Thanks to BJ’s help, I was able to get every last bulb planted. We touch nearly every part of the garden while planting so during the following week, I added a fresh layer of mulch, to help protect the bulbs, and tame the unsettled dirt.

As I mentioned, it was well after dark when we finished planting the bulbs so I grabbed a few photos of the gardens the next day. Here is what the unsettled dirt looked like:

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And the finished gardens with mulch: fbfs_tulipsgalore13 fbfs_tulipsgalore11


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Now that all 174 bulbs are planted, I cannot wait to see how they look in the fall. Even if we only have a 50% survival rate through the spring, that is still 75 tulips!

Confessions of a Garden “Gone Wild”

True story: I let our gardens go a little wild this summer.

We were really lucky at the beginning of this summer. It rained every few days, and other than pulling out the occasional weeds, I didn’t spend much time in our gardens after Mother’s Day. As the summer went on, it rained less and less until we entered a drought. Even in a drought, the weeds kept growing and I didn’t stay on top of pulling them.

Last year’s drought was brutal. I spent every day hand watering our potted plants and flower beds just to keep them alive. By late summer, we lost the battle to keep our grass green, our potted plants were dying and I was exhausted. This year, I wasn’t in to spending that much time in the gardens.

Along with the drought and the weeds this year, our hibiscus plants decided they were going to take over. They not only looked overgrown, they covered up one of our sprinklers and it could no longer water the garden and yard effectively.

Instead of ripping the plants out, I wanted to transplant at least one hibiscus in the garden on the other side of the garage. However, I abandoned that idea when the plants put up one heck of a fight.

The hibiscus eventually lost the battle when I cut their roots in several pieces.IMG_7406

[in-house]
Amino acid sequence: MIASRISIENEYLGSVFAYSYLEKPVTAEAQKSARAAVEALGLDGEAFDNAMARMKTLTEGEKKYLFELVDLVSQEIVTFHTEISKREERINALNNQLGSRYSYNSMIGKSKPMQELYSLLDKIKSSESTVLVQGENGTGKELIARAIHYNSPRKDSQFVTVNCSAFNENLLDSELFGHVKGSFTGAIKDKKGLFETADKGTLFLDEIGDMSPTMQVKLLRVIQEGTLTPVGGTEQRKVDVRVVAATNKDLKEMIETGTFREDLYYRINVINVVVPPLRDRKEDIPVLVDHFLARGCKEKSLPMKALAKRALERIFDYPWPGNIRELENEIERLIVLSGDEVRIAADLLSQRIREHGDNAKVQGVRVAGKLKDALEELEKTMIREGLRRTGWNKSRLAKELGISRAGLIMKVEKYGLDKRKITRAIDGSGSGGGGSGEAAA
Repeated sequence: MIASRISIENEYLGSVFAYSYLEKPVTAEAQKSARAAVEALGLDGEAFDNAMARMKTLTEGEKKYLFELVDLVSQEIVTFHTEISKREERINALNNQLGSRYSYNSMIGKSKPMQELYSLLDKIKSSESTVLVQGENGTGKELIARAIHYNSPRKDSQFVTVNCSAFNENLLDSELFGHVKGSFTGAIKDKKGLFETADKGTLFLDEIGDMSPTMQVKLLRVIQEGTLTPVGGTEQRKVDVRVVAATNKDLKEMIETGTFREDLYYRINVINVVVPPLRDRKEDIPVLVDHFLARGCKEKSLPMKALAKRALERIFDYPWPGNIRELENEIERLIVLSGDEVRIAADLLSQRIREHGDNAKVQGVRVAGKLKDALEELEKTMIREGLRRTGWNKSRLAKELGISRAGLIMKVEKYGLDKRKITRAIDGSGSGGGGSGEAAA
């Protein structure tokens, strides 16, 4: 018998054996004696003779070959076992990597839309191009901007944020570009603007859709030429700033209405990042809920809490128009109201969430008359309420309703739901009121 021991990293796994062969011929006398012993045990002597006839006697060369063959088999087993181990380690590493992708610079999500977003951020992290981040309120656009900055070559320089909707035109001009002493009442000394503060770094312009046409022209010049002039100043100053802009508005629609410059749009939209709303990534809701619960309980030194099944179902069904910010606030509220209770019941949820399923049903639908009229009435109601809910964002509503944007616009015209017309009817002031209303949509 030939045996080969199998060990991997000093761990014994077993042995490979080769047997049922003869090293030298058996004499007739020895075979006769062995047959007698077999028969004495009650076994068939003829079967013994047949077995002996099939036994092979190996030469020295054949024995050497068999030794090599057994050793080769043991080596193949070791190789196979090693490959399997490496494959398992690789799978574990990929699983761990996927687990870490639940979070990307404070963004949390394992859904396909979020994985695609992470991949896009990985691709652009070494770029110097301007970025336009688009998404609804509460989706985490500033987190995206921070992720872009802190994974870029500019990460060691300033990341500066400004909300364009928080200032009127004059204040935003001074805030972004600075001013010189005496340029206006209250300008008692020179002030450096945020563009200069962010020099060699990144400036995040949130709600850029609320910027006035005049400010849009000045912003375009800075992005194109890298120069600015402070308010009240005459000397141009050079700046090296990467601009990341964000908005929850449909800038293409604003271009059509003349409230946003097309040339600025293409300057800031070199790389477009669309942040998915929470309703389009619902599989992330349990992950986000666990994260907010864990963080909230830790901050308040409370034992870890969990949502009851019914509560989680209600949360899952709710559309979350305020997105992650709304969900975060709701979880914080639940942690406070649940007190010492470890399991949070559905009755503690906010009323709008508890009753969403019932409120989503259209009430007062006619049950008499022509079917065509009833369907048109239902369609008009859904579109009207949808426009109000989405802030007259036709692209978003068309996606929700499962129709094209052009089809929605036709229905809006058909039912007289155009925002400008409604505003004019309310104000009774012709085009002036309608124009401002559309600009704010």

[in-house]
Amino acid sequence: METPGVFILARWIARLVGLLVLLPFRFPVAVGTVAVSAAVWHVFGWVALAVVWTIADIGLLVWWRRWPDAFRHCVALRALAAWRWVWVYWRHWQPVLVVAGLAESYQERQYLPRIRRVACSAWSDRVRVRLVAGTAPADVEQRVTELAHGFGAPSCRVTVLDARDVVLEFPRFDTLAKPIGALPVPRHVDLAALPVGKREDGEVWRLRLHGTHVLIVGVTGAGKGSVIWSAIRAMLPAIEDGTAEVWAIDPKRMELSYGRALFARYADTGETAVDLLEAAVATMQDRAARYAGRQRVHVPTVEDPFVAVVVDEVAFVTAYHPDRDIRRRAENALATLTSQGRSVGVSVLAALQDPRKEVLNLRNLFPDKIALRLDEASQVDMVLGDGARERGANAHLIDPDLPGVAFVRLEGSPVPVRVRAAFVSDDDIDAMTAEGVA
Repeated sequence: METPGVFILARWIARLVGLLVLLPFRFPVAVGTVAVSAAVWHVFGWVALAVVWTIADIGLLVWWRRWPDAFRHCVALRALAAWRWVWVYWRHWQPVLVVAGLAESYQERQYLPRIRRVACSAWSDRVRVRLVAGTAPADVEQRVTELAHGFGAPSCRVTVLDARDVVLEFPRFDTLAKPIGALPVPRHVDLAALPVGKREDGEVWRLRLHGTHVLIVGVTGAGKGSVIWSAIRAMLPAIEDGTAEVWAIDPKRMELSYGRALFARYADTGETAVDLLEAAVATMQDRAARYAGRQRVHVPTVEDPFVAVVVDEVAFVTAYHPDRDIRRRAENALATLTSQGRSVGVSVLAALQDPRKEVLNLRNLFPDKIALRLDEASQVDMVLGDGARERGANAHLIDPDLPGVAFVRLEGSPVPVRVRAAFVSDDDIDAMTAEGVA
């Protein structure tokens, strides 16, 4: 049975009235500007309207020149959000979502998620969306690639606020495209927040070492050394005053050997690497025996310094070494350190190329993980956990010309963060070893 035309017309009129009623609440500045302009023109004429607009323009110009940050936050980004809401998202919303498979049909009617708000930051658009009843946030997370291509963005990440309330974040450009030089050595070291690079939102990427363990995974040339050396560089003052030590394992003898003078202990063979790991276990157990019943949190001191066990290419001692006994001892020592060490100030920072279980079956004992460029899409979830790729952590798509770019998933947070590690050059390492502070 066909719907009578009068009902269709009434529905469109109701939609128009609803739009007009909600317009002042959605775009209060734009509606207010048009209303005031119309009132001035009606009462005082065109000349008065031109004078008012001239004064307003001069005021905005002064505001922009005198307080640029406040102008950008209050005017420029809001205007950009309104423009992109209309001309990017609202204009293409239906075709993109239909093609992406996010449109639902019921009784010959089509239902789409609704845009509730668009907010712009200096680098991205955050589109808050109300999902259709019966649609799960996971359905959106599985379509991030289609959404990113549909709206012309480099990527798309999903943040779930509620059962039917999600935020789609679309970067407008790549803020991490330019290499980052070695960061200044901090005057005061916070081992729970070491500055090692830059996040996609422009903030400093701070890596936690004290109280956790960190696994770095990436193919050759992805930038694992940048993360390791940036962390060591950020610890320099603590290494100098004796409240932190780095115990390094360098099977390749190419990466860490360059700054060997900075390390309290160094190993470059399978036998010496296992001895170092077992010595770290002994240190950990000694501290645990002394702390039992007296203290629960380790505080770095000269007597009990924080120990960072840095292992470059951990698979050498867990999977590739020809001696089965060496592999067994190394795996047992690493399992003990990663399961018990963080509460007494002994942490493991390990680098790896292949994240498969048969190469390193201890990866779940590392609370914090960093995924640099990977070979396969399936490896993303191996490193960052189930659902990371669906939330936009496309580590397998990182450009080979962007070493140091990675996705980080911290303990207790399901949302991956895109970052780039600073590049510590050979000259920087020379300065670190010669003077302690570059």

After I removed the hibiscus plants and the weeds, our gardens looked dramatically different.

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I also trimmed our cherry blossom bushes and dead-headed a few of the plants that were finished blooming for the summer.

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Lastly, I needed to split the bulbs for our gladiolus. Since I failed at transplanting the hibiscus, I planted the split gladiolus bulbs in the garden on the other side of our garage. Next, I’m going to plant a few spring bulbs in this garden and put down some fresh mulch.

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After I finished the gardens, the pots on our front porch needed some TLC, so I replanted them with mums and aster.

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The outside of our house is ready for fall!

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Until next time! Enjoy your home improvement projects.

An Easy Fall Wreath Project

Labor Day, the unofficial end to summer has already come and gone and I’m now thinking about decorating our house for fall, my favorite season. The other day, I came home and noticed that our neighbors were already decorated for Halloween (still a little early for that, maybe) so I decided to start our fall decorating frenzy by making a fun fall wreath.